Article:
Ten years ago I didn’t so much move to Toronto as fall out of Ottawa. Moving to Toronto wasn’t even on my to-do list two months before I moved there.
I’m pretty sure I can even remember telling several people a move to Toronto — Canada’s largest city… and the fifth largest city in North America — would be the last thing I’d ever do. But being out of work for five months will do strange thing to a persons mind.
I only lived in Toronto for a few years… I think it was three. But, Jesus. H. Christ.
I’ve only been back once, and that was two years ago… and, technically, I was only in Toronto for a few hours. I spent the next week locked away in my brother’s basement apartment in a suburb of Toronto which, technically, could also double as a suburb of Ottawa.
Geography Break: Ottawa is five hours north of Toronto.
That visit was funny. My brother and his girlfriend both hate being anywhere close to downtown Toronto. One night they tell me we’re going out somewhere, so — thinking we’d at least be going to a downtown-type bar, I spiked my hair and got all punked out, then their friend came over and we ended up sitting in the living room before, I think, going to a stripmall bar.
Their friend was hot though… but I was also pretty early into my recovery, so my people skills were nonexistent. Plus, my hair was really spiked. So…
Since I left Toronto it has always been my plan to move back. Actually, when I moved back to my home village to get myself recovered from manic depression, the original plan was to move back to the city six months later. You know, when I was cured.
At the time I also figured I’d have the book written and published within that six month period as well. Looking back, of course, I was an idiot — but well intentioned and not one of the dangerous ones.
This time I’m going to Toronto to be with my brother while he comes to terms with getting married on the seventh. I figure my little brother’s going to need some support before the week’s over.
I’m not really sure where his head’s at with the wedding, he stopped communicating with the rest of the family about a year ago… no, wait, that was actually twelve years ago.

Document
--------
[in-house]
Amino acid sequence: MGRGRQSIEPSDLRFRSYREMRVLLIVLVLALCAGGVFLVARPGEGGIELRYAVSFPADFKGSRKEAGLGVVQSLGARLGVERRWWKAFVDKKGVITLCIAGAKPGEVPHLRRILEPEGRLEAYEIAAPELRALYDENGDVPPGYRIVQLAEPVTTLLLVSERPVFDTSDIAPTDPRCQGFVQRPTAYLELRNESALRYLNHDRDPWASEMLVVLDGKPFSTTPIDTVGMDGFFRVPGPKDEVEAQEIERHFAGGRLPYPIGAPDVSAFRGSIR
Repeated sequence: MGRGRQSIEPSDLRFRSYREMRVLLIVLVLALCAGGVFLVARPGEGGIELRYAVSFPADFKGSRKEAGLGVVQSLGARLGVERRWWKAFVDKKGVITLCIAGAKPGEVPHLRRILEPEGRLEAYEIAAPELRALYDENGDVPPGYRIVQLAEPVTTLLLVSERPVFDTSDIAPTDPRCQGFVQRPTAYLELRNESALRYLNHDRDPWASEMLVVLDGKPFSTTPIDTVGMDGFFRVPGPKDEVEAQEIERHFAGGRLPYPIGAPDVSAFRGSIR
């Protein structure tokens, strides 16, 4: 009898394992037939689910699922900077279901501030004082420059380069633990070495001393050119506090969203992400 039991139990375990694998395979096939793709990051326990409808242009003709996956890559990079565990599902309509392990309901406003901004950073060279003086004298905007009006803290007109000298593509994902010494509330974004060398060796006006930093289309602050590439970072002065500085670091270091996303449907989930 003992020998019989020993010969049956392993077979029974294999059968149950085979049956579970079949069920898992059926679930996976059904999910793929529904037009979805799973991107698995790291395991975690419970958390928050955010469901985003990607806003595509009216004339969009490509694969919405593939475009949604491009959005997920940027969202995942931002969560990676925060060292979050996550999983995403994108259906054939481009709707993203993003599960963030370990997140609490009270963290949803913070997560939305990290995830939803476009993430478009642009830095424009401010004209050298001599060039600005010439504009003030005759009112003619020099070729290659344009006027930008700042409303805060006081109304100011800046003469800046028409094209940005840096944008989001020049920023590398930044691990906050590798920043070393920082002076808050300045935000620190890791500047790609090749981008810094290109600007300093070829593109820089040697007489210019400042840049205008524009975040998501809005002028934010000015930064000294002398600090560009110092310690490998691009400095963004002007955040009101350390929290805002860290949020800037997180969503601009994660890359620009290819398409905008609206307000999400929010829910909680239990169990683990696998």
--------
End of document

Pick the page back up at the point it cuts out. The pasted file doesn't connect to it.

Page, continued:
The email he sent last night was the first I’ve received in a few months. So I figure there are three likely scenarios… everything’s fine, or; he’s been drunk and crying for five months, or; all of the above.
I’m also going to be meeting three Toronto-based bloggers, two I’ve known for almost two years, and the third is someone I went to College with… yes, The Bitter Guy and I have known each other since we were both Bitter Lads.
When I first moved to Toronto it was for a job. I only had two weeks from when I was told I had the job until my first day to unload whatever crap I had accumulated in Ottawa, pack whatever crap I was taking, take a five-hour bus ride to Toronto, find someone willing to sell me some weed, find a place to live, unpack, and find the office.
So, thank God, my good friend Justin and his lovely wife (shout out) gave me a bed to sleep in while I worked my way through my list. I think I stayed with Justin for a week… maybe a bit longer. But eventually I found a furnished place on the second storey of a downtown rooming house.
When I made the move I brought a sports bag filled with clothes, a satchel for my notebooks and my two camera bags. After living in Ottawa for eight years that was pretty much all I had, other than a box of books and a few dozen cassettes of music — which I left with my little brother, and which he later sold for cigarette money. Tool.
So the first day I moved into my room I walked to the WalMart, bought camping supplies — a sleeping bag, hard-plastic cutlery and dishes, and a sauce pan — and considered myself done.
I spent my first night in my new city walking. I was living on the corner of Dufferin and College streets, so I had a general idea of where “downtown” and “Chinatown” were. My goal was to find a Chinese restaurant with a menu in the window so I could find “General Tao’s Chicken”.